ALICE Report for New York State

United For ALICE is a driver of innovation, research, and action to improve life across the country for ALICE (Asset Limited, Income Constrained, Employed) and for all. Through the development of the ALICE measurements, a comprehensive, unbiased picture of financial hardship has emerged. The ALICE research quantifies and describes the number of households that are struggling financially. The ALICE population in New York State is defined as those who have income levels greater than the federal poverty definition ($26,000 for a family of four) and the household survival budget ($75,800 for a family of four). ALICE raises awareness about a huge but hidden segment of our community that is struggling to afford basic necessities. The success of a community is directly related to the financial stability of its members.

Financial Hardship Has Changed Over Time in Warren County
In 2019, 11,583 households in Warren County were below the ALICE Threshold; by 2021 that number had changed to 10,344.

Financial Hardship Has Changed Over Time in Washington County
 In 2019, 9,821 households in Washington County were below the ALICE Threshold; by 2021 that number had changed to 10,583.

Financial Hardship Has Changed Over Time in Saratoga County
In 2019, 32,595 households in Saratoga County were below the ALICE Threshold; by 2021 that number had changed to 31,864.

To view a break down of Warren, Washington and Northern Saratoga Counties ALICE populations, click here: New York | UnitedForALICE.

The ALICE report contains a wealth of information which is easily accessed and shared. ALICE data is available is many subsets including: data by county, legislative (federal and state) districts, household composition, ethnicity, gender, and age. Key takeaways are:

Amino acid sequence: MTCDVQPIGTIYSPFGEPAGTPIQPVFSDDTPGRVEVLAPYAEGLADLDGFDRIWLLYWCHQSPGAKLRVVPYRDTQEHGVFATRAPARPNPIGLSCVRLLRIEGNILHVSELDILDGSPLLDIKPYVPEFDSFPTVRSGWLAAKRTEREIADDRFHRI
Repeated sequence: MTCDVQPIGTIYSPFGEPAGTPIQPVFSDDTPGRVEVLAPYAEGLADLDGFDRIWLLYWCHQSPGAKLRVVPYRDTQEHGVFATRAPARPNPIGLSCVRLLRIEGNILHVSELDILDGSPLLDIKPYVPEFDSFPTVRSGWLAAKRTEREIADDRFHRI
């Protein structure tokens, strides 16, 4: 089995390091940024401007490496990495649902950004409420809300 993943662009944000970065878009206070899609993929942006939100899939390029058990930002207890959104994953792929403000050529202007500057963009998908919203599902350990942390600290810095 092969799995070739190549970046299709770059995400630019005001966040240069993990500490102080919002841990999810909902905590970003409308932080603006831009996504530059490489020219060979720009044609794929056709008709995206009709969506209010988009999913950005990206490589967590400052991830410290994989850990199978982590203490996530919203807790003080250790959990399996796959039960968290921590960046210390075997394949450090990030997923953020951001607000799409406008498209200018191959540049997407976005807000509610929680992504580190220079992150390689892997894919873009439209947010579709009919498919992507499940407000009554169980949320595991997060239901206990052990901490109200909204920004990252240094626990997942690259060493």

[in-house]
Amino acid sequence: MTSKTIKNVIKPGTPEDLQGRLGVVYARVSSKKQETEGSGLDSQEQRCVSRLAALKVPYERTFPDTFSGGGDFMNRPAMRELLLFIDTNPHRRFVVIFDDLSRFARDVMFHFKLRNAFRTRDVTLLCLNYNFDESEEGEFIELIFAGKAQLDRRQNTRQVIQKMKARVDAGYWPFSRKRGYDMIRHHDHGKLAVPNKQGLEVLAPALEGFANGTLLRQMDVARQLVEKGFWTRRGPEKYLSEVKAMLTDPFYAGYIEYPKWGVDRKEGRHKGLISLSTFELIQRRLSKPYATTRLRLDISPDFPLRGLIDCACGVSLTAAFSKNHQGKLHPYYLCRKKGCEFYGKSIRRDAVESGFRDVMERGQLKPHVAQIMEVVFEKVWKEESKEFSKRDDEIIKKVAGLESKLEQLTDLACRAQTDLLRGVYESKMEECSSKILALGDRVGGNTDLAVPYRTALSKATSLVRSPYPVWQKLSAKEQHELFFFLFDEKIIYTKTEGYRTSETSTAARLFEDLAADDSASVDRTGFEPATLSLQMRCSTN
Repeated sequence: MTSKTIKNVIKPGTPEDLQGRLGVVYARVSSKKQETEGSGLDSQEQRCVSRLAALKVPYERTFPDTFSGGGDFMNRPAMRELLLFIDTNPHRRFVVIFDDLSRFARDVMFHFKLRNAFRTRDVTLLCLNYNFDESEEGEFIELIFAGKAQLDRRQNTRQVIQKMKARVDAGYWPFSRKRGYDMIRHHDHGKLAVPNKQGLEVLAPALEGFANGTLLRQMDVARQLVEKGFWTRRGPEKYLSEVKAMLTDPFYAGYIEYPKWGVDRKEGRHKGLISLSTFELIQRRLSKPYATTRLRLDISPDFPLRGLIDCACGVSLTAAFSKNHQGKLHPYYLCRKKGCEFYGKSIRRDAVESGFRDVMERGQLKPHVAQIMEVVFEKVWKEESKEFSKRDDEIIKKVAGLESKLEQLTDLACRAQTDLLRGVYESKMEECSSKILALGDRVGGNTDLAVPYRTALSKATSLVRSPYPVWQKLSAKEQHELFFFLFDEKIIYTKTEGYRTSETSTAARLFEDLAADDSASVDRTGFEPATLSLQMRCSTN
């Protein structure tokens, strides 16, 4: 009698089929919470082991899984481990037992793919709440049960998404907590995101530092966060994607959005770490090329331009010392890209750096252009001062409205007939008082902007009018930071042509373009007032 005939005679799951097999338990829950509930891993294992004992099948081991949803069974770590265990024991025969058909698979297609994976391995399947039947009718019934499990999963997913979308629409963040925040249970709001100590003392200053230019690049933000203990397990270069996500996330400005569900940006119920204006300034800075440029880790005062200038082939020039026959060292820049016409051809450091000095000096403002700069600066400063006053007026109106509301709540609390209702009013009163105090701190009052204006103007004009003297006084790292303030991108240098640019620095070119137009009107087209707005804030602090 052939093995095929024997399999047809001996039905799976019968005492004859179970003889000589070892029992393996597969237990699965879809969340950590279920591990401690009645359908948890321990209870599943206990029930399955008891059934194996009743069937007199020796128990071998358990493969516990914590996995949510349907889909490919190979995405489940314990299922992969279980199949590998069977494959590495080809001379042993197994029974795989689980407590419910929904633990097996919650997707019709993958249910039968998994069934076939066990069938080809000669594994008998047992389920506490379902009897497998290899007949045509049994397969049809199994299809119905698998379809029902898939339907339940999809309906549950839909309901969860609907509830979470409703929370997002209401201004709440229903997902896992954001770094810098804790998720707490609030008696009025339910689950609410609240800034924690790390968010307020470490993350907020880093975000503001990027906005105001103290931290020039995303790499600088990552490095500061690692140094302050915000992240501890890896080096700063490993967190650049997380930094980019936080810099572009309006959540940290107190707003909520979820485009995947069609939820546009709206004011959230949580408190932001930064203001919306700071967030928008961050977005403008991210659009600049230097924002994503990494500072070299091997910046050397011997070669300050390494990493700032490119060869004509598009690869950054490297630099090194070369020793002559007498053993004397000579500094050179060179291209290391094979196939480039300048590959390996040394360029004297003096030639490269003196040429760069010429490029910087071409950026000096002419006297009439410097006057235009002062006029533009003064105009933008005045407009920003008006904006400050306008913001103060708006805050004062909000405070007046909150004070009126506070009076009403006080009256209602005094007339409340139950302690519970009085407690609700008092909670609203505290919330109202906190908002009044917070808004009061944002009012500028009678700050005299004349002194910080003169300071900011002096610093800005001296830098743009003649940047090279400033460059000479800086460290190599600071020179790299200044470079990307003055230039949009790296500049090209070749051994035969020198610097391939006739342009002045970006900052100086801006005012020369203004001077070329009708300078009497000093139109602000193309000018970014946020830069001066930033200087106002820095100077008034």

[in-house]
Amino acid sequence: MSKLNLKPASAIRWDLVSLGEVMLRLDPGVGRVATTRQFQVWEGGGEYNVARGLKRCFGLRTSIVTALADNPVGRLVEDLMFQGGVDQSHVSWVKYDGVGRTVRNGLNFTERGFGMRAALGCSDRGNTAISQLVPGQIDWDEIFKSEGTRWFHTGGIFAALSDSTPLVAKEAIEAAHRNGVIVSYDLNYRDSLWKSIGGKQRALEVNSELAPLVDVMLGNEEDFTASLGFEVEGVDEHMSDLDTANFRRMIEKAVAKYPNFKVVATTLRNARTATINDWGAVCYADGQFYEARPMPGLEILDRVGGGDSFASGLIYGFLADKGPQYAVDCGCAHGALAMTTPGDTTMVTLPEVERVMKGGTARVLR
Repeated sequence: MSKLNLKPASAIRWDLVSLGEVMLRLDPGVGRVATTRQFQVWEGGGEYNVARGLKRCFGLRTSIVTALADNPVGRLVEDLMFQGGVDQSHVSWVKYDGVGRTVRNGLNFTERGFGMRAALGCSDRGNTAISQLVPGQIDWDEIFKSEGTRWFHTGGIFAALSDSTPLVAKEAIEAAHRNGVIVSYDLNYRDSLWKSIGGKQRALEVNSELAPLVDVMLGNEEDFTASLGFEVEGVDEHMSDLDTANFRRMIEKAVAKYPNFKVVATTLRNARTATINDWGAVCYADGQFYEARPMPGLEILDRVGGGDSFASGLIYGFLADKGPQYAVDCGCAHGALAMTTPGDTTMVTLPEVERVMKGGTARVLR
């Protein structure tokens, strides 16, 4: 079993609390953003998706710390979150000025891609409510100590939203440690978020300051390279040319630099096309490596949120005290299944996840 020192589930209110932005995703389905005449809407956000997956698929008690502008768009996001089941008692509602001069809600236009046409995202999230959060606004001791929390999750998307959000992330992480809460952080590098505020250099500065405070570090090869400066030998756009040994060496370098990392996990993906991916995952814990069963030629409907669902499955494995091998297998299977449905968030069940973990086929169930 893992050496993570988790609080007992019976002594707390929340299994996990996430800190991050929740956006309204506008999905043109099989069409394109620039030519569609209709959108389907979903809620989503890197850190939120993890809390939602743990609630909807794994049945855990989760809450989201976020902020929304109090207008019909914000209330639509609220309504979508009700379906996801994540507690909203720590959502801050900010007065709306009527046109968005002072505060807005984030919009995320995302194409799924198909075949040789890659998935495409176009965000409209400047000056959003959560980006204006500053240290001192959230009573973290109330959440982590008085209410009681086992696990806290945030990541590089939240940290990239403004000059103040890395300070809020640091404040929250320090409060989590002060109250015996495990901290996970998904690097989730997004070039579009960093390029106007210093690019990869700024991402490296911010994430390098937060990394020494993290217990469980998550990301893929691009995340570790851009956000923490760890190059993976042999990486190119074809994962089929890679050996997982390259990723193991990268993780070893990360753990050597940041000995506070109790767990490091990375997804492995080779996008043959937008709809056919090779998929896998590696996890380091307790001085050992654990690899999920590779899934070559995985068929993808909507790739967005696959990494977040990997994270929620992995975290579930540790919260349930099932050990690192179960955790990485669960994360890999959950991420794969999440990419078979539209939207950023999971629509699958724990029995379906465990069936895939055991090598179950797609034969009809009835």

• 3.4 million households in New York, 44% of all households, had income below that needed for financial survival.
  • From 2019 to 2021 the percentage of ALICE households in New York grew from 43% to 44%.
  • By ethnicity, households of color are disproportionately burdened – 60% of Hispanic and Black households are ALICE.
  • The highest rates of hardship are among single-parent families with children, and households headed by those under age twenty-five and over age sixty-five.
  • Since 2021 New Yorkers have experienced high levels of food insecurity, difficulty in bill payment and elevated feelings of anxiety and depression.

About United For ALICE

United For ALICE is a driver of innovation, shining a light on the challenges ALICE (Asset Limited, Income Constrained, Employed) households face and finding collaborative solutions. Through a standardized methodology that assesses the cost of living in every county, this project provides a comprehensive measure of financial hardship across the U.S. Equipped with this data, ALICE partners convene, advocate, and innovate in their local communities to highlight the issues faced by ALICE households and to generate solutions that promote financial stability. The grassroots movement represents United Ways, corporations, nonprofits and foundations in Arkansas, Connecticut, Florida, Hawai‘i, Idaho, Illinois, Indiana, Iowa, Louisiana, Maryland, Michigan, New Jersey, New York, Ohio, Oregon, Pennsylvania, Tennessee, Texas, Virginia, Washington and Wisconsin; we are United For ALICE. For more information, visit: